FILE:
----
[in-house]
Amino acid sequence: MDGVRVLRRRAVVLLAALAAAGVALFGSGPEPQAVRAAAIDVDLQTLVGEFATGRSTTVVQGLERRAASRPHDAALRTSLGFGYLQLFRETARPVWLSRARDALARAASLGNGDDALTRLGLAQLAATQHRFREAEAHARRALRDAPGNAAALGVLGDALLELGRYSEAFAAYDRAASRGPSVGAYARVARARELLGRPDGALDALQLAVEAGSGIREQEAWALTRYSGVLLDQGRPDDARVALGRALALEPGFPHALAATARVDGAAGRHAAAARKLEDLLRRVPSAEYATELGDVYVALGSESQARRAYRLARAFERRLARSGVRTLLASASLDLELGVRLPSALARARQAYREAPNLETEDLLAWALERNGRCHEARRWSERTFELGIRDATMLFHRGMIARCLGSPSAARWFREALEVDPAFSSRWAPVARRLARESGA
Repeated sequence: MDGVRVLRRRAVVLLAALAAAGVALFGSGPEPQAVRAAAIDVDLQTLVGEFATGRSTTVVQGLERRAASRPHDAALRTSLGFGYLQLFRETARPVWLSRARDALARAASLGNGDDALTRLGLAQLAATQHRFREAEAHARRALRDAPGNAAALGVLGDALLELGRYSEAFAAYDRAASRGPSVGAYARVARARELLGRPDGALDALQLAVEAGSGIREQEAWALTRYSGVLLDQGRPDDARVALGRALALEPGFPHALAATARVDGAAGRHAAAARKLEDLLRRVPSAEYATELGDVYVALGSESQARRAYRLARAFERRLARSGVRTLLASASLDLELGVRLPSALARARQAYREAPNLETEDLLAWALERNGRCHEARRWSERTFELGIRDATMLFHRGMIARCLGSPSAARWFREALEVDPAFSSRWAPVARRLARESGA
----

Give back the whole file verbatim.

[in-house]
Amino acid sequence: MDGVRVLRRRAVVLLAALAAAGVALFGSGPEPQAVRAAAIDVDLQTLVGEFATGRSTTVVQGLERRAASRPHDAALRTSLGFGYLQLFRETARPVWLSRARDALARAASLGNGDDALTRLGLAQLAATQHRFREAEAHARRALRDAPGNAAALGVLGDALLELGRYSEAFAAYDRAASRGPSVGAYARVARARELLGRPDGALDALQLAVEAGSGIREQEAWALTRYSGVLLDQGRPDDARVALGRALALEPGFPHALAATARVDGAAGRHAAAARKLEDLLRRVPSAEYATELGDVYVALGSESQARRAYRLARAFERRLARSGVRTLLASASLDLELGVRLPSALARARQAYREAPNLETEDLLAWALERNGRCHEARRWSERTFELGIRDATMLFHRGMIARCLGSPSAARWFREALEVDPAFSSRWAPVARRLARESGA
Repeated sequence: MDGVRVLRRRAVVLLAALAAAGVALFGSGPEPQAVRAAAIDVDLQTLVGEFATGRSTTVVQGLERRAASRPHDAALRTSLGFGYLQLFRETARPVWLSRARDALARAASLGNGDDALTRLGLAQLAATQHRFREAEAHARRALRDAPGNAAALGVLGDALLELGRYSEAFAAYDRAASRGPSVGAYARVARARELLGRPDGALDALQLAVEAGSGIREQEAWALTRYSGVLLDQGRPDDARVALGRALALEPGFPHALAATARVDGAAGRHAAAARKLEDLLRRVPSAEYATELGDVYVALGSESQARRAYRLARAFERRLARSGVRTLLASASLDLELGVRLPSALARARQAYREAPNLETEDLLAWALERNGRCHEARRWSERTFELGIRDATMLFHRGMIARCLGSPSAARWFREALEVDPAFSSRWAPVARRLARESGA